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GM, Army Team Up to Push Fuel Cell Development

Partnership could put hydrogen power on highways – and in war zones.

by on Oct.01, 2013

A hydrogen fuel cell prototype undergoing testing as part of a joint GM - Army program.

The U.S. Army and General Motors Co. have teamed up on the development of hydrogen-powered fuel cell vehicles.

What may seem like an odd couple alliance actually reveals a common need for clean, alternatively powered vehicles that not only can run on public highways but potentially serve at remote military applications where access to petroleum-based fuels might be severely limited.

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Fuel cells have often been referred to as “rechargeable batteries” because they provide a steady flow of current to drive electric motors. In contrast to conventional batteries which require long charging cycles, however, hydrogen tanks can be refueled in a matter of minutes.

“We believe hydrogen fuel cell technology holds tremendous potential to one day help reduce our dependence on petroleum and we are committed to building on our leadership through the continued development,” said Charlie Freese, executive director of GM’s global fuel cell engineering activities.

The U.S. Department of Defense has been a major source of financing for research and development in alternative powertrains over the past two decades because military planners believe electric vehicles offer more flexibility and utility in a hostile environment. EVs – and fuel cell vehicles, or FCVs – can run silently, providing a stealthy dimension that is prized by special operations forces, which handle some of the military’s most hazardous operations.

(GM, Honda form new fuel cell research alliance. Click Here for the details.)

FCVs also have a lower heat signature than conventionally powered vehicles, which could make them more difficult to spot by enemy combatants using night vision glasses and other heat-sensing devices.

In addition, the movement of petroleum products, primarily diesel fuel, requires an enormous commitment of resources to protect and transport in war zones. The movement of petroleum products during the wars in Iraq and Afghanistan has proven particularly costly for the U.S. – at times running to $100s a gallon in total logistic costs.

Automakers such as GM have also expressed a keen interest in fuel cells. In fact, Toyota plans to formally unveil a new fuel cell vehicle in November that it then plans to put into limited production by 2015.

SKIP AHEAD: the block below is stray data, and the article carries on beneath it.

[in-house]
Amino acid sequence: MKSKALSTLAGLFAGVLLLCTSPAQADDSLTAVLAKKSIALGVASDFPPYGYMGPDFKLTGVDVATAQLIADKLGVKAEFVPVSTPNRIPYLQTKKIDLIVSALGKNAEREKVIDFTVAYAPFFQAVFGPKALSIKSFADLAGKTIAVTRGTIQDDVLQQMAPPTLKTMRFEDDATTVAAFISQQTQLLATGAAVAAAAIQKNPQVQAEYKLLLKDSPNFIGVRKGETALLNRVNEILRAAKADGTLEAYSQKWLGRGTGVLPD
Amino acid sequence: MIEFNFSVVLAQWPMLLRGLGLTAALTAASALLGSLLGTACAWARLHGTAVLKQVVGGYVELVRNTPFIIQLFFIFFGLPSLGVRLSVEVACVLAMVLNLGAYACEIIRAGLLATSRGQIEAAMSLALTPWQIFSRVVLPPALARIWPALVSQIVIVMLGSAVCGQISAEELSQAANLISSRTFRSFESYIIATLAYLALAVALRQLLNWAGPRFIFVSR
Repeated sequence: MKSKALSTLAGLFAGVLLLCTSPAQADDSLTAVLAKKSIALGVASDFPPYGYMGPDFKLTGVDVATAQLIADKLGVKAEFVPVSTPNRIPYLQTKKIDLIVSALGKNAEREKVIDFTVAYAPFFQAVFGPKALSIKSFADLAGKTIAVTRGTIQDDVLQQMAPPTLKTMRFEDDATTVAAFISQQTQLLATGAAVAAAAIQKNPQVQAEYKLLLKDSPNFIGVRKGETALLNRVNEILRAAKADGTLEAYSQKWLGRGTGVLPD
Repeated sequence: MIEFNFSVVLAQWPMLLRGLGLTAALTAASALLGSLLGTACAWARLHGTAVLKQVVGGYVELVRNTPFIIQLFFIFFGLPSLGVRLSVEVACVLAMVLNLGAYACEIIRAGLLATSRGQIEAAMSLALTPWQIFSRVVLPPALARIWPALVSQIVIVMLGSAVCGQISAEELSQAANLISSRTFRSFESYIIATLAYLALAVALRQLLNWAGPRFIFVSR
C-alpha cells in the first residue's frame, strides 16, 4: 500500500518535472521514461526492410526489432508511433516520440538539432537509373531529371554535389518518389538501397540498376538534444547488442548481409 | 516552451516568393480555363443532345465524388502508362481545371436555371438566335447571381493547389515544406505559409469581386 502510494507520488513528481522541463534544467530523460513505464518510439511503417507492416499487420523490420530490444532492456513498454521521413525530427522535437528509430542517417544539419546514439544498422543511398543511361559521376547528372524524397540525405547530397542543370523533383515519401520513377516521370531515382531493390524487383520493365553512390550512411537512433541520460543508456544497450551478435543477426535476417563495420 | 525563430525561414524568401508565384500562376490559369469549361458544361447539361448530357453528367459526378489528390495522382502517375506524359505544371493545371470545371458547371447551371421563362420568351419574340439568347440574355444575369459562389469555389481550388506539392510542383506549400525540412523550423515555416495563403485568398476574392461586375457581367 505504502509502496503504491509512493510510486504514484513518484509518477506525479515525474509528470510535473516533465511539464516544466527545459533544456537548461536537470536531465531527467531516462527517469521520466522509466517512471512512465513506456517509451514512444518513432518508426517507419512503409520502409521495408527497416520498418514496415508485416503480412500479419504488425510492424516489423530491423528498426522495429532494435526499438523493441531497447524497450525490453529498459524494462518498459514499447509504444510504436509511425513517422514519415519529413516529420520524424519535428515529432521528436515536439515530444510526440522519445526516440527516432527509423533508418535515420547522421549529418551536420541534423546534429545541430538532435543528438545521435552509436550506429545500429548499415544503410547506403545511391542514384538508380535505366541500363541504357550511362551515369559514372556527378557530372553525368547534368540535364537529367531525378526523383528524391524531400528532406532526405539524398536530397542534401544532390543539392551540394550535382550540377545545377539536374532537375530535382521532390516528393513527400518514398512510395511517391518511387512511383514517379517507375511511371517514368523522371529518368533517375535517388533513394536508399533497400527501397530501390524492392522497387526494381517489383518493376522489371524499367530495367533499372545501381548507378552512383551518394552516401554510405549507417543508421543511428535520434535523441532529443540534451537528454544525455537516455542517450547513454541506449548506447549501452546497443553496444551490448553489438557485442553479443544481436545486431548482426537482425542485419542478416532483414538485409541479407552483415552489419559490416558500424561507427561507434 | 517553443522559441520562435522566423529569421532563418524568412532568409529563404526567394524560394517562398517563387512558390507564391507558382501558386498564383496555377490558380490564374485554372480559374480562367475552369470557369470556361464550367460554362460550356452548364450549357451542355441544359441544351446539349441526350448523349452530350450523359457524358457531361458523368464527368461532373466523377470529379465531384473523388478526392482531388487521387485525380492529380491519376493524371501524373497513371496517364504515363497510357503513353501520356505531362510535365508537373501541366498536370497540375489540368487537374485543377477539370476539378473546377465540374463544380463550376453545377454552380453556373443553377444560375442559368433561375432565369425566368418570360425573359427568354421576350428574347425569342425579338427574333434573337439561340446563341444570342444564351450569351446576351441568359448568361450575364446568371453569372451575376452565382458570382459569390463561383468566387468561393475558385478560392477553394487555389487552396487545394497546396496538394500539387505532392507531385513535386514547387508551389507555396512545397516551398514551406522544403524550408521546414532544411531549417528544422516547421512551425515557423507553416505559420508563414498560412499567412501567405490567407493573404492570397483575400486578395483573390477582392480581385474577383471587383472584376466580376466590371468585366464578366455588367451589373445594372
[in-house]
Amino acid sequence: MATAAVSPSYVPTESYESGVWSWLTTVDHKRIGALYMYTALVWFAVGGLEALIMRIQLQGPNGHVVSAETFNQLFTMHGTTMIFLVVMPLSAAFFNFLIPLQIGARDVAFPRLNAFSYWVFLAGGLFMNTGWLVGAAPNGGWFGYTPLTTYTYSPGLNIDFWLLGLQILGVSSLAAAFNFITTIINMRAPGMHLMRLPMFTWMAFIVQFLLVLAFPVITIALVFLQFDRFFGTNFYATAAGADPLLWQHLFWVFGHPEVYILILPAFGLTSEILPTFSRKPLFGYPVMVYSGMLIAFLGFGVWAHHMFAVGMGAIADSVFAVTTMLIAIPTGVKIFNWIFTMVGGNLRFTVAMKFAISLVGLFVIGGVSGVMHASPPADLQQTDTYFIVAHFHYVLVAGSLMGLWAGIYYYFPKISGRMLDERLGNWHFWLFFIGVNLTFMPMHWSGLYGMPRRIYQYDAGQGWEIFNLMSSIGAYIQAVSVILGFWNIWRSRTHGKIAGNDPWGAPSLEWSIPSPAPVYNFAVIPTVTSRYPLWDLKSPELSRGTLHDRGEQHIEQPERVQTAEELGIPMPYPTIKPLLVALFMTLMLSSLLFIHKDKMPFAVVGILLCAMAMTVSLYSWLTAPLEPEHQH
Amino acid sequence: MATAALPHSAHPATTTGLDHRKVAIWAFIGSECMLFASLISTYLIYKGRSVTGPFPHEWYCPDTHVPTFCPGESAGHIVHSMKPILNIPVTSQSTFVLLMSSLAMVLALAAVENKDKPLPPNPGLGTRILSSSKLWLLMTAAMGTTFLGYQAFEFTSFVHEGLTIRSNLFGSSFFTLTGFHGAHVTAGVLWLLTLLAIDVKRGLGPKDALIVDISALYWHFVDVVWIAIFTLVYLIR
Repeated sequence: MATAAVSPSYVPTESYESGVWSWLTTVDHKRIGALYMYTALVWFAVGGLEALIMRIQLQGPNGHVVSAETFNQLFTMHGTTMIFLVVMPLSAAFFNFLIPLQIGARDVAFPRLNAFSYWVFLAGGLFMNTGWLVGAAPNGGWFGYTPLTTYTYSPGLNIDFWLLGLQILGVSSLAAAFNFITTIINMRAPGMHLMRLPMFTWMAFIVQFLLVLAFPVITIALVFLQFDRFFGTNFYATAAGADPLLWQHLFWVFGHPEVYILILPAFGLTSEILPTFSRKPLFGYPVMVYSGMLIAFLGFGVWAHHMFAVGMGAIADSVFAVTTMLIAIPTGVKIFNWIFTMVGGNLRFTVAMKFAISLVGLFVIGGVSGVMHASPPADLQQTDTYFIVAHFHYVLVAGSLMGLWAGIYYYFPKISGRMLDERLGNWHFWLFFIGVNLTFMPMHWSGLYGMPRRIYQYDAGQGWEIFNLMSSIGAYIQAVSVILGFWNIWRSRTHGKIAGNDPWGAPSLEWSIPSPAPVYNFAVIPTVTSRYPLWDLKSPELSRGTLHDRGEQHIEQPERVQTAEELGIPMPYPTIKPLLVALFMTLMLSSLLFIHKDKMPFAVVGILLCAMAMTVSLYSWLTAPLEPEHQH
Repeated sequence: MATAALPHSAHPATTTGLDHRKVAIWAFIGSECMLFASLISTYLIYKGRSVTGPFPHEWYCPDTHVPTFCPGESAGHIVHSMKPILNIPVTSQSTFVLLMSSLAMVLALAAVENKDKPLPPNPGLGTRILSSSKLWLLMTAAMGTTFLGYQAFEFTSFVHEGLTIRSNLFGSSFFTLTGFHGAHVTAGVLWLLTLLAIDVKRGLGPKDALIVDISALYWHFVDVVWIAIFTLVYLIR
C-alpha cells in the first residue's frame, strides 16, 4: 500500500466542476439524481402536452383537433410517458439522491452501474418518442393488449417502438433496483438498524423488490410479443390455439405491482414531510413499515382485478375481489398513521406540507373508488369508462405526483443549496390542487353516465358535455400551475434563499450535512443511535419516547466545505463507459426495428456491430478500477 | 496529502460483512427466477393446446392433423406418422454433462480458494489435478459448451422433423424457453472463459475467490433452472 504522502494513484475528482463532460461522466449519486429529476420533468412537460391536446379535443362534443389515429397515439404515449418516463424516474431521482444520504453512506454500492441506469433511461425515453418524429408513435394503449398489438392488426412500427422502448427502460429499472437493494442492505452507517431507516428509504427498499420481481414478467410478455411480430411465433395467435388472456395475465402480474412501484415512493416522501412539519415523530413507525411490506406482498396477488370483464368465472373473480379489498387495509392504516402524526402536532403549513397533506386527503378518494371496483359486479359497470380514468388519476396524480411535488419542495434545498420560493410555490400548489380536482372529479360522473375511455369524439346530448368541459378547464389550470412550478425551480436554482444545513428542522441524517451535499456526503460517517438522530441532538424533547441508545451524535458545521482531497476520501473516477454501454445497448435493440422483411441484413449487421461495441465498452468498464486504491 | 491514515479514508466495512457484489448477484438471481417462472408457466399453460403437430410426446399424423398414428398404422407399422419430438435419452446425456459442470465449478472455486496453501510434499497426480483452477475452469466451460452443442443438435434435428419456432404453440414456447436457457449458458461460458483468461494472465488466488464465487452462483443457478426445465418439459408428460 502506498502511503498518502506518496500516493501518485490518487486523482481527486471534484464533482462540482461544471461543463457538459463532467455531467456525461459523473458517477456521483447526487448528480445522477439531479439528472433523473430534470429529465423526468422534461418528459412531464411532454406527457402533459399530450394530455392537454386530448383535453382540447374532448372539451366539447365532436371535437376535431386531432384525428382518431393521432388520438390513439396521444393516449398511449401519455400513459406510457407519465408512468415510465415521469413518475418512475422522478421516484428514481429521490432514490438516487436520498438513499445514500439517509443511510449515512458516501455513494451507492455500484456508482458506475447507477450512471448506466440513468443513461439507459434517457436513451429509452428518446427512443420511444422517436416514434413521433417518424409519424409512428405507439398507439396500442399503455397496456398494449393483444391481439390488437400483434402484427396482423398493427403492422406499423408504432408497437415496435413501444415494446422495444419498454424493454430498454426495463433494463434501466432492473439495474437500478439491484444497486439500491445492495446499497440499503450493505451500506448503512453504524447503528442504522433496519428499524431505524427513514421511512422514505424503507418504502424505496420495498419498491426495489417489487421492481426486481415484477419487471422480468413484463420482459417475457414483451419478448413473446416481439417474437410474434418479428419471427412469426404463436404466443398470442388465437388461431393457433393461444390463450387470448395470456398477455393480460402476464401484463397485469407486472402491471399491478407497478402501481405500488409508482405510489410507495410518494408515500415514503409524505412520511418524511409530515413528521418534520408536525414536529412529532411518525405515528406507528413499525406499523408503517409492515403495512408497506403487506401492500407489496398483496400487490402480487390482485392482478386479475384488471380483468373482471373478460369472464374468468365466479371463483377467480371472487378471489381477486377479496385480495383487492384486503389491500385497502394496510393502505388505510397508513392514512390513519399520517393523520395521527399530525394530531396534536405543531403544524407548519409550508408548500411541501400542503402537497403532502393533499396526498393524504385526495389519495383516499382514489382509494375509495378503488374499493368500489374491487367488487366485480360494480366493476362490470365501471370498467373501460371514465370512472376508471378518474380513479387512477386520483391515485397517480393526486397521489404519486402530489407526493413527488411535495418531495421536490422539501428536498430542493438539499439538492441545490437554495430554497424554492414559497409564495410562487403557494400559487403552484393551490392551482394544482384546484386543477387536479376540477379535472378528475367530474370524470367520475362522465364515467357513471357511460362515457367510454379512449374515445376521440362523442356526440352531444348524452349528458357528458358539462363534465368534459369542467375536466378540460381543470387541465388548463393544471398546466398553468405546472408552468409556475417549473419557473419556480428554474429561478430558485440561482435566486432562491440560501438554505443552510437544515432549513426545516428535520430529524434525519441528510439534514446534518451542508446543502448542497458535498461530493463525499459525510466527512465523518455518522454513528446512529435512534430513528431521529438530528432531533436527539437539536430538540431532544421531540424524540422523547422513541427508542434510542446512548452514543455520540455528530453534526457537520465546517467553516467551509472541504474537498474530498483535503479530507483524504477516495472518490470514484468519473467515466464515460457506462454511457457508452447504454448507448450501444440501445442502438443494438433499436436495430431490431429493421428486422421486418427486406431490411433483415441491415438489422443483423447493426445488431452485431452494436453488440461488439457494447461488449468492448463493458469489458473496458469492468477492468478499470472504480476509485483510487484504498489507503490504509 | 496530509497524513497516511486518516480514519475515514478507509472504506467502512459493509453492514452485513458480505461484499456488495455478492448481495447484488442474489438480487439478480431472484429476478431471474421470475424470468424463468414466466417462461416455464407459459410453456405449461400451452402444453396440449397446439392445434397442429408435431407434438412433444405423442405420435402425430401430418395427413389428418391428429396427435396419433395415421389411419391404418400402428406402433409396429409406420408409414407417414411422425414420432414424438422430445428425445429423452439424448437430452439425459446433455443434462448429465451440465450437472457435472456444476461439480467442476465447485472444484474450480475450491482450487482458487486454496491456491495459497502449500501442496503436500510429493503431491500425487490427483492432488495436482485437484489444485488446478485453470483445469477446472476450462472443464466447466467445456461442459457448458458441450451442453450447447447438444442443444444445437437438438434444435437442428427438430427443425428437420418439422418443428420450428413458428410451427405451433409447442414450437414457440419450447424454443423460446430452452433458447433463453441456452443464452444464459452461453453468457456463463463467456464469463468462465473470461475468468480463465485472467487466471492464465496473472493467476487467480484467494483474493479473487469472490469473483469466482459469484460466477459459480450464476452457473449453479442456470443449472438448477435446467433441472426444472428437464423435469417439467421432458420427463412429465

(Toyota plans 300-mile range with new hydrogen fuel cell vehicle. Click Herefor more.)

The basic technology behind fuel cells has significantly improved in recent years but cost and high-volume manufacturability are still issues.  Meanwhile, there is a lack of a hydrogen production, distribution and refueling infrastructure – though California has taken steps to get as many as 100 hydrogen stations into operation in the coming years, while German lawmakers plan to create a network of hydrogen stations across that country.

“Fuel cells always seem to be about 15 years away,” noted J. Ferron, who now oversees the annual Pace Awards handed out each year to carmakers and suppliers honoring their technological innovations.

(Audi developing hydrogen-powered version of A7. Click Here to learn more.)

Under the new program GM will team up with the U.S. Army Tank and Automotive Research and Development Center, or TARDEC, in Warren, Mi. to expand their collaboration in the development of hydrogen fuel cell technology.

Through a new Cooperative Research and Development Agreement, GM and TARDEC will jointly test new hydrogen fuel cell-related materials and designs to evaluate their performance and durability before assembling them into full scale fuel cell propulsion systems.

“The Army continues to investigate technologies and partnerships that give the United States a decisive advantage,” said TARDEC Director Paul Rogers. “Our relationships – like this one with GM – are maturing and accelerating technologies critical to the transportation and energy capabilities of the future.”

This is the second fuel cell-related announcement GM has made this year. In July, GM and Honda announced a long-term, definitive master agreement to co-develop a next-generation fuel cell system and hydrogen storage technologies, aiming for the 2020 time frame.

Paul A. Eisenstein contributed to this report.

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One Response to “GM, Army Team Up to Push Fuel Cell Development”

  1. Jorge M. says:

    IMO hydrogen fuel cells hold a lot of real promise and I for one look forward to the day when they become practical and affordable for the masses.